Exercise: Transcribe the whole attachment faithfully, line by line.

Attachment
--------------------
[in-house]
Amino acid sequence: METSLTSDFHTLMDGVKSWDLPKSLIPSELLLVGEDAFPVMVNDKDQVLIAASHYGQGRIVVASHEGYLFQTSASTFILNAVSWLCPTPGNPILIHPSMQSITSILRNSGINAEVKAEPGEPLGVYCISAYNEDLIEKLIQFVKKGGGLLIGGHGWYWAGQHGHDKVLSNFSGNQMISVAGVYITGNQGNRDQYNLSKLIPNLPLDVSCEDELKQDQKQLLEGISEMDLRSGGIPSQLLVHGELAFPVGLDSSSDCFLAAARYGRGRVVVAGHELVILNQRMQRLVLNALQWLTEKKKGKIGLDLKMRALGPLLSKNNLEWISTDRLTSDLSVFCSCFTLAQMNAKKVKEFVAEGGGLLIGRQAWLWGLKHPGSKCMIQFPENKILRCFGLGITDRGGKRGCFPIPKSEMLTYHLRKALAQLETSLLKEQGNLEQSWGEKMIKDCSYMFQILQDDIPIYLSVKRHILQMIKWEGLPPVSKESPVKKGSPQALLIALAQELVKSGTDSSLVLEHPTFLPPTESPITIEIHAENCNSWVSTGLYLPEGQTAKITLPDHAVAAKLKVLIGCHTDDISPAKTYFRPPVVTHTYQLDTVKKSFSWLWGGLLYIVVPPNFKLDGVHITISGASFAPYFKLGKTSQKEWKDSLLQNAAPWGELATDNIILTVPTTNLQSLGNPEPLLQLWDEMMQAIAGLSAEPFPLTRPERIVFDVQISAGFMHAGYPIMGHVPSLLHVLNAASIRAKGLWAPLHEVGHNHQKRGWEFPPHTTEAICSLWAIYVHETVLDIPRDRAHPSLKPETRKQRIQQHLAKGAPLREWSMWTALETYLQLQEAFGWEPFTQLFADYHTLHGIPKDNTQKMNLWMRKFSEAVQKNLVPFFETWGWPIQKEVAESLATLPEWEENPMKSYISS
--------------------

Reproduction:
[in-house]
Amino acid sequence: METSLTSDFHTLMDGVKSWDLPKSLIPSELLLVGEDAFPVMVNDKDQVLIAASHYGQGRIVVASHEGYLFQTSASTFILNAVSWLCPTPGNPILIHPSMQSITSILRNSGINAEVKAEPGEPLGVYCISAYNEDLIEKLIQFVKKGGGLLIGGHGWYWAGQHGHDKVLSNFSGNQMISVAGVYITGNQGNRDQYNLSKLIPNLPLDVSCEDELKQDQKQLLEGISEMDLRSGGIPSQLLVHGELAFPVGLDSSSDCFLAAARYGRGRVVVAGHELVILNQRMQRLVLNALQWLTEKKKGKIGLDLKMRALGPLLSKNNLEWISTDRLTSDLSVFCSCFTLAQMNAKKVKEFVAEGGGLLIGRQAWLWGLKHPGSKCMIQFPENKILRCFGLGITDRGGKRGCFPIPKSEMLTYHLRKALAQLETSLLKEQGNLEQSWGEKMIKDCSYMFQILQDDIPIYLSVKRHILQMIKWEGLPPVSKESPVKKGSPQALLIALAQELVKSGTDSSLVLEHPTFLPPTESPITIEIHAENCNSWVSTGLYLPEGQTAKITLPDHAVAAKLKVLIGCHTDDISPAKTYFRPPVVTHTYQLDTVKKSFSWLWGGLLYIVVPPNFKLDGVHITISGASFAPYFKLGKTSQKEWKDSLLQNAAPWGELATDNIILTVPTTNLQSLGNPEPLLQLWDEMMQAIAGLSAEPFPLTRPERIVFDVQISAGFMHAGYPIMGHVPSLLHVLNAASIRAKGLWAPLHEVGHNHQKRGWEFPPHTTEAICSLWAIYVHETVLDIPRDRAHPSLKPETRKQRIQQHLAKGAPLREWSMWTALETYLQLQEAFGWEPFTQLFADYHTLHGIPKDNTQKMNLWMRKFSEAVQKNLVPFFETWGWPIQKEVAESLATLPEWEENPMKSYISS